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ASCSU’s ambitions for the upcoming school year

Collegian | Reiley Costa
Nick DeSalvo and Alex Silverhart hug each other after they are announced as this year’s president and vice president of the Associated Students of Colorado State University in the senate chambers April 5.

Most of Colorado State University’s students may have been on summer break for the past couple of months, but a certain group has remained hard at work: the Associated Students of Colorado State University.

ASCSU has been meeting biweekly over the summer, and members worked on planning future projects as well as meeting with leaders across campus, according to Alex Silverhart, vice president of ASCSU. 


“We understand that professors may not want to upload their syllabi, but students spend thousands of dollars on a single class. We believe students deserve more autonomy when choosing their classes.” -Alex Silverhart, ASCSU vice president

Planning of projects for the upcoming year involved a variety of topics, including health, academics and social events, according to Silverhart. One such project involving wellness is the hopeful introduction of health supply vending machines to campus with help from the CSU Health and Medical Center.

These proposed vending machines would contain discounted emergency contraceptives in addition to other over-the-counter medications for students, according to Silverhart. The goal would be to have these emergency contraceptives supplied through the CSU Health Network Pharmacy and to keep the price under $10. 

“The typical $50 price tags at local grocery and convenience stores is not realistic for students,” Silverhart wrote. “We also want to create a way for students to obtain Plan B (the contraceptive) without interaction with anyone else. It can be a very vulnerable purchase.”

On top of sexual health resources, ASCSU also has goals of bringing other wellness resources to Rams. ASCSU’s Director of Health Jorja Whyte has been working with a committee to get Narcan and EpiPens into every building on campus. 

Mental health efforts will include monthly tabling, according to Silverhart, as well as Whyte’s work toward getting embedded counseling into the LSC for better access to mental health resources. 

“To make (counseling resources) more accessible, the Health Network and I are hoping to have counselors stationed in different offices across the LSC,” Whyte wrote. This would include Student Diversity Programs and Services offices such as the Pride Resource Center and El Centro.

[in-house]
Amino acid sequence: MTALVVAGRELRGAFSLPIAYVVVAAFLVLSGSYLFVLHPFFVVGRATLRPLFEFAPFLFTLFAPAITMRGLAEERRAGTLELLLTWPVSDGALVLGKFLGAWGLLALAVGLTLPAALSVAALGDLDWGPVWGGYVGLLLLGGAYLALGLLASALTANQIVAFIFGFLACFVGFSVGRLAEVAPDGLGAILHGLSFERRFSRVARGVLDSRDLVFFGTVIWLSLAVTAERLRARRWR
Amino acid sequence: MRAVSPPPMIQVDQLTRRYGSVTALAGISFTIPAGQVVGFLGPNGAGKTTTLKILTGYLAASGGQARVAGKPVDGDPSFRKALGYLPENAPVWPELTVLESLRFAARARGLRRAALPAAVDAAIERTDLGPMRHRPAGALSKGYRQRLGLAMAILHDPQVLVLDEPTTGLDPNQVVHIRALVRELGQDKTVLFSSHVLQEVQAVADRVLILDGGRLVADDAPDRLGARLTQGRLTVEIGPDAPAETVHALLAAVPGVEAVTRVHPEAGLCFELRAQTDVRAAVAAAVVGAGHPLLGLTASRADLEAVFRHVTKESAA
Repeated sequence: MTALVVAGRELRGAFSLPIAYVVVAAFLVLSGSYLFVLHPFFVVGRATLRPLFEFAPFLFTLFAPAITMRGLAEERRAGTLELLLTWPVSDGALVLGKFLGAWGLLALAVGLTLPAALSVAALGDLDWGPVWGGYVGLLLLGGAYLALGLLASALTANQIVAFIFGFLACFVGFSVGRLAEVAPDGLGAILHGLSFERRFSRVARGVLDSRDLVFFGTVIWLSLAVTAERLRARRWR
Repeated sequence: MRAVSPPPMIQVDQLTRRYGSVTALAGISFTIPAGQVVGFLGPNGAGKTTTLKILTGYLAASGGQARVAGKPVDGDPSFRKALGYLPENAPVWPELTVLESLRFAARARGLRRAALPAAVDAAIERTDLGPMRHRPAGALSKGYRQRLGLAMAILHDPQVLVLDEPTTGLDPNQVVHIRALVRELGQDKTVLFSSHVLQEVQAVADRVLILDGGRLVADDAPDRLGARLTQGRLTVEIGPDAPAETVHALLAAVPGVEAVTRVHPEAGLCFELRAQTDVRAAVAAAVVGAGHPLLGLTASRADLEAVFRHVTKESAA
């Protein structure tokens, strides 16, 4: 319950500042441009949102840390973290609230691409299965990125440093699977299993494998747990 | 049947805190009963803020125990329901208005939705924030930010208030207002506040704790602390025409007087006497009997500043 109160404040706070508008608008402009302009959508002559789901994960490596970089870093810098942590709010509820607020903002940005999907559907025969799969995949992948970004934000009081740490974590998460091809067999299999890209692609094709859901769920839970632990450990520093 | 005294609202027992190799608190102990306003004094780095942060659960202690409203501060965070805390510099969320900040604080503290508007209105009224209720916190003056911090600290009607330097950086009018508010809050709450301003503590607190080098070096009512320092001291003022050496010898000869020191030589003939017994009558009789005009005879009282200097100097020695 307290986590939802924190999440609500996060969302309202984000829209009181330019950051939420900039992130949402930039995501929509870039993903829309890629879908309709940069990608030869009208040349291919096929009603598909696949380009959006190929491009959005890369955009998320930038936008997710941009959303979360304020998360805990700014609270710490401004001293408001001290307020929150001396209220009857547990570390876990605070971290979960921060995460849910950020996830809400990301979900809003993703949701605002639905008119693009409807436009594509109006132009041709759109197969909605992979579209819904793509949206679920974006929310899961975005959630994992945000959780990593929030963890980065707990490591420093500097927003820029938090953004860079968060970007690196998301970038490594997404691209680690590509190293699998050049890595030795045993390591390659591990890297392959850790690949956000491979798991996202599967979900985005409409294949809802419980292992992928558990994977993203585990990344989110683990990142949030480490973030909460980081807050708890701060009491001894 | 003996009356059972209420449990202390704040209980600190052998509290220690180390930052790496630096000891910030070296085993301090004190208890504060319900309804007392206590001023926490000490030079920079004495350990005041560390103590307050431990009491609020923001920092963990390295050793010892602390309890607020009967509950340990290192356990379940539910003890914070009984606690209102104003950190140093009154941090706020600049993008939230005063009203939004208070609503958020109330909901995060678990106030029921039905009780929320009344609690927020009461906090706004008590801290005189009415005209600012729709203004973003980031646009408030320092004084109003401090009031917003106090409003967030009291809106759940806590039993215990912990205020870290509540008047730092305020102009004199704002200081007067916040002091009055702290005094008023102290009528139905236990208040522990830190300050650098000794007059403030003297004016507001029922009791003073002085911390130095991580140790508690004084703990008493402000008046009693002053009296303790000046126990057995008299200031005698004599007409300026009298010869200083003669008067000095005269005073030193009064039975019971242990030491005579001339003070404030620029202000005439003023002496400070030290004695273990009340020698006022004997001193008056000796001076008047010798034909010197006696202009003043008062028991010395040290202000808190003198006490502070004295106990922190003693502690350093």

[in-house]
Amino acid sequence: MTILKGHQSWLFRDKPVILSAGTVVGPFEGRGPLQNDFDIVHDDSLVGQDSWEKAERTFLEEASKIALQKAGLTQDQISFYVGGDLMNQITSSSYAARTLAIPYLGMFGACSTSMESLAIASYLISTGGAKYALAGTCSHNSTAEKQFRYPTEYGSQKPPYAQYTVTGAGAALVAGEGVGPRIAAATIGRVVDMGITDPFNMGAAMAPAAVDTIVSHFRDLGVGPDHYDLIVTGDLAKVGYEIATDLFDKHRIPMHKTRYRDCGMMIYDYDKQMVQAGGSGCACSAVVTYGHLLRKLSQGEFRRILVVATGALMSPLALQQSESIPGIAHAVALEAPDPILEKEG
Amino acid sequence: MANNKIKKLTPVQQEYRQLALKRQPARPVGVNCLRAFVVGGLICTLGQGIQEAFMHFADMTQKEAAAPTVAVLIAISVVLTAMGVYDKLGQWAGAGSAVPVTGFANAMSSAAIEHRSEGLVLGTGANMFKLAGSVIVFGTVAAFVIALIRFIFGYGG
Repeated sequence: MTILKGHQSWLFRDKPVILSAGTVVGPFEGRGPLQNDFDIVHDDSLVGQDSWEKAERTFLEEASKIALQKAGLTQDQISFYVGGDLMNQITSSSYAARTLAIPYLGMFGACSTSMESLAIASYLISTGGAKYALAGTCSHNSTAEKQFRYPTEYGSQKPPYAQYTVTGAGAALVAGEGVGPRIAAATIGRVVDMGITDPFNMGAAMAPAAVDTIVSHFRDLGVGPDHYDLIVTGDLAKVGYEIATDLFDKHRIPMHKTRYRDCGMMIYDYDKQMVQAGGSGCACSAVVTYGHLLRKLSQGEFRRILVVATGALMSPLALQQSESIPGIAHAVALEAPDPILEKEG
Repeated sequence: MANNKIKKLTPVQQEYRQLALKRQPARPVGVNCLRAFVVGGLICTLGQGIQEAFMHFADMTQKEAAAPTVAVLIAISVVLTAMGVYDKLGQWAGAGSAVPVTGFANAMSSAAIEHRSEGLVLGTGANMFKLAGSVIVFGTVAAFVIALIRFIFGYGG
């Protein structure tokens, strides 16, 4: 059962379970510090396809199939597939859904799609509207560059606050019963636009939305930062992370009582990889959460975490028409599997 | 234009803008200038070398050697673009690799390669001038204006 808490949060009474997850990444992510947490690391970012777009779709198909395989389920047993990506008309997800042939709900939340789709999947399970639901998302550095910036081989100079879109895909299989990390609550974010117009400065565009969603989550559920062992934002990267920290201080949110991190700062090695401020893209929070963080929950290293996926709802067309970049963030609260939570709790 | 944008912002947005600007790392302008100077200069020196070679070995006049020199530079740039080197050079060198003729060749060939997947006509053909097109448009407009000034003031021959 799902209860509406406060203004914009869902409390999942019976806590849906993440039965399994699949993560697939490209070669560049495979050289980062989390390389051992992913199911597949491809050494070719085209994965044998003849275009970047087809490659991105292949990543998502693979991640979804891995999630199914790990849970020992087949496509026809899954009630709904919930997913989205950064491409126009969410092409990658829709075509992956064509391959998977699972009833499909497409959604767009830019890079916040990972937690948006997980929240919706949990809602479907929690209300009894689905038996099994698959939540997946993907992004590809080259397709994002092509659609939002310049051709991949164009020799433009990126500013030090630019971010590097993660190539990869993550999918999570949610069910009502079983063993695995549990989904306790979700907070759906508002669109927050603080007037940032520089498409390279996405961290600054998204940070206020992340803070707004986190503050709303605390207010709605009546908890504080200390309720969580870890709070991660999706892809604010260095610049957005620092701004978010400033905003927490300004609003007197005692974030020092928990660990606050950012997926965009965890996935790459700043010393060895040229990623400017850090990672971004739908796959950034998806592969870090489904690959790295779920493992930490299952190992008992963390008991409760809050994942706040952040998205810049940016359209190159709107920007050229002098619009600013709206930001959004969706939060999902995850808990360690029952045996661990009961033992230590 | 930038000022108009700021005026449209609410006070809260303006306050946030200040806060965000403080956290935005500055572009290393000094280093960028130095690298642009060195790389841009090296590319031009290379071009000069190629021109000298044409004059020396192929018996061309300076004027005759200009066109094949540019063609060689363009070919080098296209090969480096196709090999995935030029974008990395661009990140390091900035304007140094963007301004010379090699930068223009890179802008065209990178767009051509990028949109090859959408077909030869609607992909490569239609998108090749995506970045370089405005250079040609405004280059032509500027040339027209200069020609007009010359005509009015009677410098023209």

These counselors would be from the Health Network’s multicultural counseling program, Whyte added. 

One typical cause of student mental strife can be difficult classes. In order to help ease that stress, Silverhart said ASCSU Director of Academics Theo Reese has been working to bring a syllabus bank to CSU. This resource would allow for students to view class syllabi before registering for courses in order to avoid having too many difficult classes at one time.

Plans for this syllabus bank would include either professors uploading their own course syllabi or students uploading syllabi from their past classes, with a pilot version of the program hopefully available for spring registration, according to Silverhart. 


“We understand that professors may not want to upload their syllabi, but students spend thousands of dollars on a single class,” Silverhart wrote. “We believe students deserve more autonomy when choosing their classes.” 

In addition to the above efforts, ASCSU also has projects in the works for more student events to take place, including an old CSU tradition: Grill the Buffs.

Director of Traditions and Programs for ASCSU Meron Siyoum has been planning this year’s event for Sept. 15, the day before the CSU football game against the University of Colorado Boulder. Grill the Buffs will be an event to get students hyped for the Rocky Mountain Showdown, and there will be free buffalo burgers, speeches from the football and volleyball teams and appearances from both two-legged and four-legged CAM the Ram, according to Siyoum. 

“We are finally bringing back the tradition after a four-year hiatus because of COVID and not playing Boulder (in football) since 2019,” Siyoum wrote.

“I am working with the deputy director of traditions, Kaila Bryner, to create fun new events for the student body as well as maintain the traditions we all love,” Siyoum wrote. 

Reach Samy Gentle at or on Twitter  @samy_gentle_.

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About the Contributor
Samy Gentle, News Editor
Samy Gentle is one of the 2023-24 editors for The Collegian's news desk. She began writing for The Collegian as a news reporter in the fall of 2021, and her writing quality has been all downhill from there. Gentle wrote her own personal favorite piece in January 2023 about Freda Whaley's experience working at The Foundry dining hall at CSU. Gentle is currently majoring in journalism and media communication with a minor in sports management because she really wants to double down on being unemployed after graduation. She declared these programs after deciding that being a STEM major would leave her with less free time to pursue her love for sleeping. She has hopes and dreams of working for a professional hockey organization, but that would require her to actually get a response to her Colorado Avalanche intern applications. When not begging sources to answer her emails, you can find Gentle practicing hard with the CSU Logging Sports team or watching hockey while scrolling on her phone. Gentle originates from Southern California, which you would definitely be able to infer yourself if you have ever seen her drive. She is in her third year at CSU and feels like she has found her home here in Colorado with all of the other 4Runner drivers. Her blood type is Old Aggie lager.

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